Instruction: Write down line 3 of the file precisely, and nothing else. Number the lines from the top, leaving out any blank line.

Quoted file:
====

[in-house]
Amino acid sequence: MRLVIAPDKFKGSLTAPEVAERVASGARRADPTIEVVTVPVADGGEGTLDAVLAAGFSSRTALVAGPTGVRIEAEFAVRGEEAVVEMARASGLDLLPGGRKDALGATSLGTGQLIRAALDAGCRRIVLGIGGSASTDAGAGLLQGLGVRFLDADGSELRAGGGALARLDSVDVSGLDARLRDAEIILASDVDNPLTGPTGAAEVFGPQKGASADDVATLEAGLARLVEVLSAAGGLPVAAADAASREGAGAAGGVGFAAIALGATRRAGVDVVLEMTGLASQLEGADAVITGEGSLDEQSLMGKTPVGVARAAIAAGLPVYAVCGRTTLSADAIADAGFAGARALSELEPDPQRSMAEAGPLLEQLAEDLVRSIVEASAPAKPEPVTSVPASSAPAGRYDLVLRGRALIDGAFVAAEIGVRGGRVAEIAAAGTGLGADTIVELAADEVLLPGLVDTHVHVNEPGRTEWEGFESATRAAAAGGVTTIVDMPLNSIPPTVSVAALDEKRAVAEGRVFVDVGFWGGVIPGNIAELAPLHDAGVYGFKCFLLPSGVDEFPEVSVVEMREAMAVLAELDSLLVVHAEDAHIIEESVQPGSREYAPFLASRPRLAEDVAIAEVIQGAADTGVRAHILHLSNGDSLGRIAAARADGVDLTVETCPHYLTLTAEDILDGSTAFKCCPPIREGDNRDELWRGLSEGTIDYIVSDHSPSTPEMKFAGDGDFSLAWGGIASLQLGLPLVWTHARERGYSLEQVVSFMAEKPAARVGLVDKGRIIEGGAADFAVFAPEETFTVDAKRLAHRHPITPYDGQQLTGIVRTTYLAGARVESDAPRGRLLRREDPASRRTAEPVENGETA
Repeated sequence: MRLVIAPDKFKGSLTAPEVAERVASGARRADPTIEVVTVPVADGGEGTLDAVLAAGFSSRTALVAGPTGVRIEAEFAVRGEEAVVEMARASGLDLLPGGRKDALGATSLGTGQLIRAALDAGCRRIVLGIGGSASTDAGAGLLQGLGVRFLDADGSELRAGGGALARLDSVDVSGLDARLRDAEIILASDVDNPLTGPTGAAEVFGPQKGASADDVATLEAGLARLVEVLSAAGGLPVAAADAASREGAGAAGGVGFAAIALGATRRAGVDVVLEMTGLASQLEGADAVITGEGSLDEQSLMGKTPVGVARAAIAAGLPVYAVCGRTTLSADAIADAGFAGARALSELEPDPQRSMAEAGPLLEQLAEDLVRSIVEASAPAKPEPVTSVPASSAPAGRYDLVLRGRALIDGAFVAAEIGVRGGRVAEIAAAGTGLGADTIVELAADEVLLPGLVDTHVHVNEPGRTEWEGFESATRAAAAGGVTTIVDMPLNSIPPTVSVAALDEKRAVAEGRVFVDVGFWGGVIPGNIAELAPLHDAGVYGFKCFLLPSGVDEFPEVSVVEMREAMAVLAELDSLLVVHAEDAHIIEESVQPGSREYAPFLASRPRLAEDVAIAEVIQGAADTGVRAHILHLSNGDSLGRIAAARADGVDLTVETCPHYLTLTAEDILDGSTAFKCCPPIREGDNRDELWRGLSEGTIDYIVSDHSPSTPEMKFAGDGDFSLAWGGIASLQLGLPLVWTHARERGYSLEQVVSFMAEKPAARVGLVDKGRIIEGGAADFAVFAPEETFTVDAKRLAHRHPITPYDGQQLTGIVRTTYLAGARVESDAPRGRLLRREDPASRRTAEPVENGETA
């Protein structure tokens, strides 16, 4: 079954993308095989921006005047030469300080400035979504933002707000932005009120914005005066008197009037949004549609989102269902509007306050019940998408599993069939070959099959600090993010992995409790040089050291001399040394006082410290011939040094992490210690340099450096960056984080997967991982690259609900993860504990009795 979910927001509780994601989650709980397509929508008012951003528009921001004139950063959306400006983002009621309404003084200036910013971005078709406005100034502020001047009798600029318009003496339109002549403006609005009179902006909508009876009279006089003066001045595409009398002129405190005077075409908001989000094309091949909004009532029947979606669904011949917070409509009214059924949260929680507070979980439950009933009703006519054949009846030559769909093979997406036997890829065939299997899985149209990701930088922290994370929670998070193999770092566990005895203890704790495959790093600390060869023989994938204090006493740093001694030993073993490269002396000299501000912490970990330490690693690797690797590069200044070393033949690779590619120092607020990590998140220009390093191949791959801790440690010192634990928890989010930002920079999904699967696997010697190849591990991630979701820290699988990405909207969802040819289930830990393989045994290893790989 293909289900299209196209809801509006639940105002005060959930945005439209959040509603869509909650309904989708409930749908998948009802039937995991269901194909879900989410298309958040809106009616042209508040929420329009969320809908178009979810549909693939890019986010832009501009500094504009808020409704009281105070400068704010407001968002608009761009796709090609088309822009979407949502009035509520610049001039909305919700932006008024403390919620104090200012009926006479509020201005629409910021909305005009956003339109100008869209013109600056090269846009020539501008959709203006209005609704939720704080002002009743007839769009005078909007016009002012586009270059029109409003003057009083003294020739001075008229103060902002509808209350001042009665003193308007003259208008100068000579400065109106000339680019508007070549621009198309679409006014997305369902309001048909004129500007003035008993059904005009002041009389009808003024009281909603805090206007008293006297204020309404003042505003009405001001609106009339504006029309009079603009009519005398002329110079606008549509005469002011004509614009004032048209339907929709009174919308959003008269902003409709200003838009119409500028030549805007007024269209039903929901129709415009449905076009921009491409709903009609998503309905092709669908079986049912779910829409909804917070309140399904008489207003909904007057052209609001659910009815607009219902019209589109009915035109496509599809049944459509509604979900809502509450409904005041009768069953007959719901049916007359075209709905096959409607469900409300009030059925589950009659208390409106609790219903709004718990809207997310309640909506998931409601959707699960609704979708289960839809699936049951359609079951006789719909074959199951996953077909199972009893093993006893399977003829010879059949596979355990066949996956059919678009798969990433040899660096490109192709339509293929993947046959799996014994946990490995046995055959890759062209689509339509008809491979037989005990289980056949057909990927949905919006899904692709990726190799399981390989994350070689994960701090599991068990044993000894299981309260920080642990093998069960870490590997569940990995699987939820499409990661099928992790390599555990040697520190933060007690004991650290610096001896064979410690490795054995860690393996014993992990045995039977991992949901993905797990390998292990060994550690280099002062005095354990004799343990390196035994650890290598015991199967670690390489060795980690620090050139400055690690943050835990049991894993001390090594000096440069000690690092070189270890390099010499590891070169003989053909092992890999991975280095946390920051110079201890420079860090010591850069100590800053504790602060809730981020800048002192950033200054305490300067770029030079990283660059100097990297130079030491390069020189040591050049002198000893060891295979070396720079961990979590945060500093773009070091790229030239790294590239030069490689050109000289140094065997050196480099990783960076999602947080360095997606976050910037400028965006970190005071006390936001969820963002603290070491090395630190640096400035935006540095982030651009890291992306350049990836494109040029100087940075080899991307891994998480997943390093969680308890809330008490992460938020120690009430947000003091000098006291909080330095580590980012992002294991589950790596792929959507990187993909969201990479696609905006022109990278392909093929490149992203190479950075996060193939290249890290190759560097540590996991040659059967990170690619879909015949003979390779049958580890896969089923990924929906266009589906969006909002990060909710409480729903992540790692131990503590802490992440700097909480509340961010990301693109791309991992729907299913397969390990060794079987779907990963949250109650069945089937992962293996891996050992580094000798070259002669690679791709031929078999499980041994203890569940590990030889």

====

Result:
Repeated sequence: MRLVIAPDKFKGSLTAPEVAERVASGARRADPTIEVVTVPVADGGEGTLDAVLAAGFSSRTALVAGPTGVRIEAEFAVRGEEAVVEMARASGLDLLPGGRKDALGATSLGTGQLIRAALDAGCRRIVLGIGGSASTDAGAGLLQGLGVRFLDADGSELRAGGGALARLDSVDVSGLDARLRDAEIILASDVDNPLTGPTGAAEVFGPQKGASADDVATLEAGLARLVEVLSAAGGLPVAAADAASREGAGAAGGVGFAAIALGATRRAGVDVVLEMTGLASQLEGADAVITGEGSLDEQSLMGKTPVGVARAAIAAGLPVYAVCGRTTLSADAIADAGFAGARALSELEPDPQRSMAEAGPLLEQLAEDLVRSIVEASAPAKPEPVTSVPASSAPAGRYDLVLRGRALIDGAFVAAEIGVRGGRVAEIAAAGTGLGADTIVELAADEVLLPGLVDTHVHVNEPGRTEWEGFESATRAAAAGGVTTIVDMPLNSIPPTVSVAALDEKRAVAEGRVFVDVGFWGGVIPGNIAELAPLHDAGVYGFKCFLLPSGVDEFPEVSVVEMREAMAVLAELDSLLVVHAEDAHIIEESVQPGSREYAPFLASRPRLAEDVAIAEVIQGAADTGVRAHILHLSNGDSLGRIAAARADGVDLTVETCPHYLTLTAEDILDGSTAFKCCPPIREGDNRDELWRGLSEGTIDYIVSDHSPSTPEMKFAGDGDFSLAWGGIASLQLGLPLVWTHARERGYSLEQVVSFMAEKPAARVGLVDKGRIIEGGAADFAVFAPEETFTVDAKRLAHRHPITPYDGQQLTGIVRTTYLAGARVESDAPRGRLLRREDPASRRTAEPVENGETA